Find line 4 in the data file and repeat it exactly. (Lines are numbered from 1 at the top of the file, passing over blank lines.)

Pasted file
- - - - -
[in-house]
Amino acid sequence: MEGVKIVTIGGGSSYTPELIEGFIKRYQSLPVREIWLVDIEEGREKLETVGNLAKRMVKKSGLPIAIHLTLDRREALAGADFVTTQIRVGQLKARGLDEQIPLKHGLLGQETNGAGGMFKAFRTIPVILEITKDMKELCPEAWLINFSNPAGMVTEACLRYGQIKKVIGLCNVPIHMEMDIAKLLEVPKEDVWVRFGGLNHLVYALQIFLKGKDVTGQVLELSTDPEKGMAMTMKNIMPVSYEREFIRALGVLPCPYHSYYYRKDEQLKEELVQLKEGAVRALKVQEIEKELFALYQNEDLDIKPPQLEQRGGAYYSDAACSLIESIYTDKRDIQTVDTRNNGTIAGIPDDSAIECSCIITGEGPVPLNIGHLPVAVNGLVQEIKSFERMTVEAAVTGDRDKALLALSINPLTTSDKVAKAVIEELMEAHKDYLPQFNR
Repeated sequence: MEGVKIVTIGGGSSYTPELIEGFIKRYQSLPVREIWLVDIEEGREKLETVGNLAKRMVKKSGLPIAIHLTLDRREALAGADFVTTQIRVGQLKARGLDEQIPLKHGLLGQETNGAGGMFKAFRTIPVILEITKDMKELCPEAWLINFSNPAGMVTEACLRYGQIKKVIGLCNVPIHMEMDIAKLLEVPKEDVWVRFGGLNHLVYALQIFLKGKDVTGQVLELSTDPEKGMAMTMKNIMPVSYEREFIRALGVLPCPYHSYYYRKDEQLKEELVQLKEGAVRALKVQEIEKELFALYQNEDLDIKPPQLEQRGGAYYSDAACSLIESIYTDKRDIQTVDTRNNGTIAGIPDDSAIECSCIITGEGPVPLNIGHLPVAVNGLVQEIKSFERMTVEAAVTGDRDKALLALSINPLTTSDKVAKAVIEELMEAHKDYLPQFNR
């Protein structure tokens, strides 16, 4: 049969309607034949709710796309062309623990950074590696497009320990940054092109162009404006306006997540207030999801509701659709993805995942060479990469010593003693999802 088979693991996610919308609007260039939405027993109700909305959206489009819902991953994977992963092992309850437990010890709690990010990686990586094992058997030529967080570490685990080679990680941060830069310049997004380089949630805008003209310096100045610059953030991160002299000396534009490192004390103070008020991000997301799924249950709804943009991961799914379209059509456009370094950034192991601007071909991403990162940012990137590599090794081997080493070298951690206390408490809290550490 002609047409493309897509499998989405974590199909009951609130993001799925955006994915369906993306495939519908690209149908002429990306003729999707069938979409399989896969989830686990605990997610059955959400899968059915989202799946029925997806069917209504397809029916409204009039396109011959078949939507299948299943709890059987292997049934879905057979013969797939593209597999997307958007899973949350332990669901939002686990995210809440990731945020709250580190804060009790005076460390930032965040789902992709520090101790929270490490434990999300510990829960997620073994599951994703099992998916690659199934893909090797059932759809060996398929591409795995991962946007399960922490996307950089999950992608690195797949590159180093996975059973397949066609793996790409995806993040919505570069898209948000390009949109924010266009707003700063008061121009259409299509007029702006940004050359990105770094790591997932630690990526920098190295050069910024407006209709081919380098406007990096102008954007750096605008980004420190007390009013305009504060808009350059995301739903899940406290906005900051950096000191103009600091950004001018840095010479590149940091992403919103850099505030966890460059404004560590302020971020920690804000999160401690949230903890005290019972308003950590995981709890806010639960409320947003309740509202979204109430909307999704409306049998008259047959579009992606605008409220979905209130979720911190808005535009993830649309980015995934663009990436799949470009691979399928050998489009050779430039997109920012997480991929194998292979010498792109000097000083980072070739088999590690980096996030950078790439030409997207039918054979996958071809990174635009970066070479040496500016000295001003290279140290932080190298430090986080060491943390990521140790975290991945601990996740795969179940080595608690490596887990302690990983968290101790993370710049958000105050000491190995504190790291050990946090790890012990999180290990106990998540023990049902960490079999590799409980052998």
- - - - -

């Protein structure tokens, strides 16, 4: 049969309607034949709710796309062309623990950074590696497009320990940054092109162009404006306006997540207030999801509701659709993805995942060479990469010593003693999802 088979693991996610919308609007260039939405027993109700909305959206489009819902991953994977992963092992309850437990010890709690990010990686990586094992058997030529967080570490685990080679990680941060830069310049997004380089949630805008003209310096100045610059953030991160002299000396534009490192004390103070008020991000997301799924249950709804943009991961799914379209059509456009370094950034192991601007071909991403990162940012990137590599090794081997080493070298951690206390408490809290550490 002609047409493309897509499998989405974590199909009951609130993001799925955006994915369906993306495939519908690209149908002429990306003729999707069938979409399989896969989830686990605990997610059955959400899968059915989202799946029925997806069917209504397809029916409204009039396109011959078949939507299948299943709890059987292997049934879905057979013969797939593209597999997307958007899973949350332990669901939002686990995210809440990731945020709250580190804060009790005076460390930032965040789902992709520090101790929270490490434990999300510990829960997620073994599951994703099992998916690659199934893909090797059932759809060996398929591409795995991962946007399960922490996307950089999950992608690195797949590159180093996975059973397949066609793996790409995806993040919505570069898209948000390009949109924010266009707003700063008061121009259409299509007029702006940004050359990105770094790591997932630690990526920098190295050069910024407006209709081919380098406007990096102008954007750096605008980004420190007390009013305009504060808009350059995301739903899940406290906005900051950096000191103009600091950004001018840095010479590149940091992403919103850099505030966890460059404004560590302020971020920690804000999160401690949230903890005290019972308003950590995981709890806010639960409320947003309740509202979204109430909307999704409306049998008259047959579009992606605008409220979905209130979720911190808005535009993830649309980015995934663009990436799949470009691979399928050998489009050779430039997109920012997480991929194998292979010498792109000097000083980072070739088999590690980096996030950078790439030409997207039918054979996958071809990174635009970066070479040496500016000295001003290279140290932080190298430090986080060491943390990521140790975290991945601990996740795969179940080595608690490596887990302690990983968290101790993370710049958000105050000491190995504190790291050990946090790890012990999180290990106990998540023990049902960490079999590799409980052998």